Bodog does not offer a wide range of accepted banking methods, but it accepts some of the most popular ones, which makes up for the lack of variety. You can always use your Visa or Mastercard for deposits, even if they are anonymous prepaid cards. Another major payment method for Bodog online casino is the instant e-check and still another the Interac e-transfer, which allows you to use your online banking services to deposit. The top withdrawal method for Bodog is actually via check. Bodog issues up to one fee-free check a month for up to C$3,000. Recently, the casino also introduced Bitcoin and now they even offer a tutorial describing how to create an account and use Bitcoin for betting. This can be a good method if you prefer to remain anonymous.
Security and fair play
To begin with, Bodog is regulated in Antigua, one of the world's top gaming regulators. Your information is heavily encrypted by 128 bit SSL, and you can even play anonymously at the poker tables - a feature that is not present in any other large casinos. In terms of fairness, Bodog applies the latest randomizing technology which ensures that the games are completely random and unpredictable and you have the same shot at winning as anyone else. In addition, the casino does not make money from your losses but by raking the pot, so it is to everyone's advantage for you to keep winning! >>Get Free Spins Now<<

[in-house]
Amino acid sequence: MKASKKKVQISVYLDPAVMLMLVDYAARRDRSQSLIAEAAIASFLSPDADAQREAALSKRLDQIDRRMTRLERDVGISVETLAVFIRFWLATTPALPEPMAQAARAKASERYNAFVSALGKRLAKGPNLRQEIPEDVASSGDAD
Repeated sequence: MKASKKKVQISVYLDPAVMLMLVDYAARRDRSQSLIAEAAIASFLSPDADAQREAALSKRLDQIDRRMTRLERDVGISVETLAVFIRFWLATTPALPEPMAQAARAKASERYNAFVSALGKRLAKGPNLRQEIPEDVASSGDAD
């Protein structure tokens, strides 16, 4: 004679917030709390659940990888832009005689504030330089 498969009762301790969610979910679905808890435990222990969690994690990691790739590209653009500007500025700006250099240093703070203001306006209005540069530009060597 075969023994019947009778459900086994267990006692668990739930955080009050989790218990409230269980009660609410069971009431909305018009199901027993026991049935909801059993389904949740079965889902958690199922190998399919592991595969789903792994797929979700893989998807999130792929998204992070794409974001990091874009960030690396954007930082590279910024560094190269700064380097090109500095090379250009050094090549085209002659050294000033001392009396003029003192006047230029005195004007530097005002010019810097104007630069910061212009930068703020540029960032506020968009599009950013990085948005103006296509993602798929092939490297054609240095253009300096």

Promotions and customer support
Signing up to Bodog can earn you up to C$1,800 in bonuses if you follow the rules carefully. This is not a casino that will let you take home hundreds of thousands of dollars in winnings but it encourages its players to partake in all its different betting activities. To get the total of C$1,800 you need to bet at the bookmaking side of the website, the poker tables, and the slots, but even if you don't you will still get some bonuses for every part of the website you partake in. For example, signing up for the Bodog online casino can get you up to C$600 if you follow the conditions!
Bodog has two separate loyalty programs. One is a point system directly linked to the amount of cash you bet on slots, casino games or blackjack. For example, for every C$10 you bet on slots, you get 2 points. And every 100 points give you a dollar in cash that you can then bet again. The second program is the 94 Club, which is the VIP club for loyal members. It offers you extra rewards, bonuses, promotions and even events to exotic locations for being a member. You can get weekly bonuses and various giveaways as a member of the club. >>Get Free Spins Now<<